Posted by Mark J. Miller on July 27, 2011 05:00 PM
When nature-loving Henry David Thoreau wrote “I heartily accept the motto, 'That government is best which governs least,' in his essay “Civil Disobedience,” he probably never imagined an app that replaced advertising with works of art from independent artists.
The Public Ad Campaign, an underground American organization that uses “bold acts of civil disobedience” to “air (its) grievances in the court of public opinion,” debuted an app last weekend that allows mobile devices to virtually replace outdoor advertising with public art, using augmented reality to take over a billboard, bus shelter or other form of advertising.
The billboard-hating group tested its monkeywrenching app at the raucous crossroads of the marketing world, Times Square, where every ad is massive and in-your-face. As Minyanville points out, this lets Public Ad Campaign make its point without its members getting arrested, which has happened in the past.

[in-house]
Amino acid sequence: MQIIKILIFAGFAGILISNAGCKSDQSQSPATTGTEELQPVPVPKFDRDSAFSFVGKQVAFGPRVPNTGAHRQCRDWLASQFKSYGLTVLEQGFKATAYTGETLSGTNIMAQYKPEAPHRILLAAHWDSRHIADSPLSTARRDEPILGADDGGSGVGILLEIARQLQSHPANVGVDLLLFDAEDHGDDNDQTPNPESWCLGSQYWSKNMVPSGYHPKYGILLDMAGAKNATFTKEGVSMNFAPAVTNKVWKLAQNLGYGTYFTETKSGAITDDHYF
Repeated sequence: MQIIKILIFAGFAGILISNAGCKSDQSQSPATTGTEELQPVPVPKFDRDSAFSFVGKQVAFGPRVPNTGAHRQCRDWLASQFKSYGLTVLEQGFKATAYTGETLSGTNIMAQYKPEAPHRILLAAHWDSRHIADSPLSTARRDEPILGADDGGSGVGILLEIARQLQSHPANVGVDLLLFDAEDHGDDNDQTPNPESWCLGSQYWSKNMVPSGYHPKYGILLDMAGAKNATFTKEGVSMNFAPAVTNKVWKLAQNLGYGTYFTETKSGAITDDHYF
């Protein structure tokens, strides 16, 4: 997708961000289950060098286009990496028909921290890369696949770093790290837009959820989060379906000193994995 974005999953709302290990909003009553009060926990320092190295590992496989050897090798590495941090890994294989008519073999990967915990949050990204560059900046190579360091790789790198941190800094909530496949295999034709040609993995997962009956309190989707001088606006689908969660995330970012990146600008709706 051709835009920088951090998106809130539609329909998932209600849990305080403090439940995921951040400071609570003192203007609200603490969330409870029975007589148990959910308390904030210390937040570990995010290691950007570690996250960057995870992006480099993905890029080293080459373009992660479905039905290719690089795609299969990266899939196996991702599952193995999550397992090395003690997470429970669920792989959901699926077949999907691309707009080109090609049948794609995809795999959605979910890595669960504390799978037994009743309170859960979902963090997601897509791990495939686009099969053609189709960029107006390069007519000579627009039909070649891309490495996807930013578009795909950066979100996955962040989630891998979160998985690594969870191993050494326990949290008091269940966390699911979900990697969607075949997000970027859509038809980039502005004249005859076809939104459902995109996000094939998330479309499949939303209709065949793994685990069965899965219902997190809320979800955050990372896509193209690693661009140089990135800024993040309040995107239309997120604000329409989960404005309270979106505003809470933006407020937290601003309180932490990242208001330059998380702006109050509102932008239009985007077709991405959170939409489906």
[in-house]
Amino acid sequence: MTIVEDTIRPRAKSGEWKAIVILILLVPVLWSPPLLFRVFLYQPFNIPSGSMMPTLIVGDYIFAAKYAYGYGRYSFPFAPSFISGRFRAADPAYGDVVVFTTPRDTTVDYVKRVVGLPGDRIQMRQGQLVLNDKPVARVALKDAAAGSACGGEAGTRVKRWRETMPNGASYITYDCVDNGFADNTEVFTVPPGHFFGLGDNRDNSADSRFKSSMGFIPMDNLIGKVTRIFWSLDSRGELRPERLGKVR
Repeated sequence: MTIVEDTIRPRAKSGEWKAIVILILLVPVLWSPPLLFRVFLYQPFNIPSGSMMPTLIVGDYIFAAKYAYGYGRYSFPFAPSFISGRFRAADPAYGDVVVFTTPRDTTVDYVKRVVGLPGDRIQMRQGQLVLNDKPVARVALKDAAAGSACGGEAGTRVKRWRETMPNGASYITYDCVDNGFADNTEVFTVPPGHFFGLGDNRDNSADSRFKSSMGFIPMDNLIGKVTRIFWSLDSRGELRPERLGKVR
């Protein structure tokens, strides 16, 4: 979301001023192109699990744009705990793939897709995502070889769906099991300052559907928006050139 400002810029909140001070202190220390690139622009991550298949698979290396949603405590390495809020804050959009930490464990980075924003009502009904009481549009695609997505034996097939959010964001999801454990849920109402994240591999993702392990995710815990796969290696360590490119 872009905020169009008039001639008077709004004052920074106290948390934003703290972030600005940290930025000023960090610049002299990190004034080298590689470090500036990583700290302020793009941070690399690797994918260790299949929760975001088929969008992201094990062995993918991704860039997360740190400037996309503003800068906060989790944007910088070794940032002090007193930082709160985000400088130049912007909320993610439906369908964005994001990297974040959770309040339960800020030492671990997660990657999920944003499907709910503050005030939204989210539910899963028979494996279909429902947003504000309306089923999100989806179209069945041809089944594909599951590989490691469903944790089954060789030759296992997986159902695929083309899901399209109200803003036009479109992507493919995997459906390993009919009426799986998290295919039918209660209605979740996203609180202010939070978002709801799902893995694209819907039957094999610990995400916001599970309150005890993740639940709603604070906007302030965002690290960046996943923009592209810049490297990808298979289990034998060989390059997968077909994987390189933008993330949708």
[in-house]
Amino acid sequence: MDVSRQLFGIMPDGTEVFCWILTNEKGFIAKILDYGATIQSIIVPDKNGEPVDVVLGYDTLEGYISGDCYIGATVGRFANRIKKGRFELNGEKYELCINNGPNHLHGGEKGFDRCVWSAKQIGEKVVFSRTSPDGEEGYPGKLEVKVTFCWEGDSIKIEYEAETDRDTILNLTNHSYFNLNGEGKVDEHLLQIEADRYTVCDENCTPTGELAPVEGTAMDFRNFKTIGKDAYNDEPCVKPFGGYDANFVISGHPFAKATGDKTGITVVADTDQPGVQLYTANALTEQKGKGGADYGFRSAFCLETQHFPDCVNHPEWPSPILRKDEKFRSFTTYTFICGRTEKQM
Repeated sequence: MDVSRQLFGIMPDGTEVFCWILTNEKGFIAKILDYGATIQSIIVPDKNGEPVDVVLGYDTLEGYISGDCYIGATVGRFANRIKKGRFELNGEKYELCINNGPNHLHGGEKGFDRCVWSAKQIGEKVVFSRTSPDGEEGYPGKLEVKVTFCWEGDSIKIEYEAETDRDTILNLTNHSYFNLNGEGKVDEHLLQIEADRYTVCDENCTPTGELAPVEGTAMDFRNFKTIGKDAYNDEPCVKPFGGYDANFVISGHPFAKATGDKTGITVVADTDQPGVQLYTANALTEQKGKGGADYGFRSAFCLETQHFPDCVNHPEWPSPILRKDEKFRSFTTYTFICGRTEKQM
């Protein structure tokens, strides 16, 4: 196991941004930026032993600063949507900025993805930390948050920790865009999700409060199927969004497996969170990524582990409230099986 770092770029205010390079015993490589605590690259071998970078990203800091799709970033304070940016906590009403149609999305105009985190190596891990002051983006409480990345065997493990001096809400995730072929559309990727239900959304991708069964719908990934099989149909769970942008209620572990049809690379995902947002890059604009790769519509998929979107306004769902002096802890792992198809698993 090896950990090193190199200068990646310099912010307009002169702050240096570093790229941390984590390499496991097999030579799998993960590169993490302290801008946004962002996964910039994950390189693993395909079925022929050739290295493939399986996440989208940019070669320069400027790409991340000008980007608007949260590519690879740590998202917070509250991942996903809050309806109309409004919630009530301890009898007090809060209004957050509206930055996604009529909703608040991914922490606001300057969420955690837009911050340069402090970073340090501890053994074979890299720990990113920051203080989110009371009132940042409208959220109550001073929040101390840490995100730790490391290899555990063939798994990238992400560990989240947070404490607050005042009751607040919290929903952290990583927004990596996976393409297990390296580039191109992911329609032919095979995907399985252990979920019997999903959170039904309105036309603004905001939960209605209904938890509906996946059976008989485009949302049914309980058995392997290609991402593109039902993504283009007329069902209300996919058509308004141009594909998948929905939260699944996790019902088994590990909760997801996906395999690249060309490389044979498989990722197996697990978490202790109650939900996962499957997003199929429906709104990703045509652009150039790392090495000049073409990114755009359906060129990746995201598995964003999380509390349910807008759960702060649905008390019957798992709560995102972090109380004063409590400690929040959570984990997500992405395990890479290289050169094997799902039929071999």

In 2009, five people were arrested while taking part in a Public Ad Campaign project to whitewash hundreds of billboards across New York City, PSFK.com reports. That “protest was designed to call attention to the rampant urban spam and illegal advertising that goes on around the city, in hopes of sparking some dialogue about the problem,” the site noted.
That conversation may have happened but nothing much was done, so now it appears that the organization will just virtually make public advertisements disappear.
The Ad Campaign promises a “much more intense video in the next week or so showing the technology at work,” its site notes.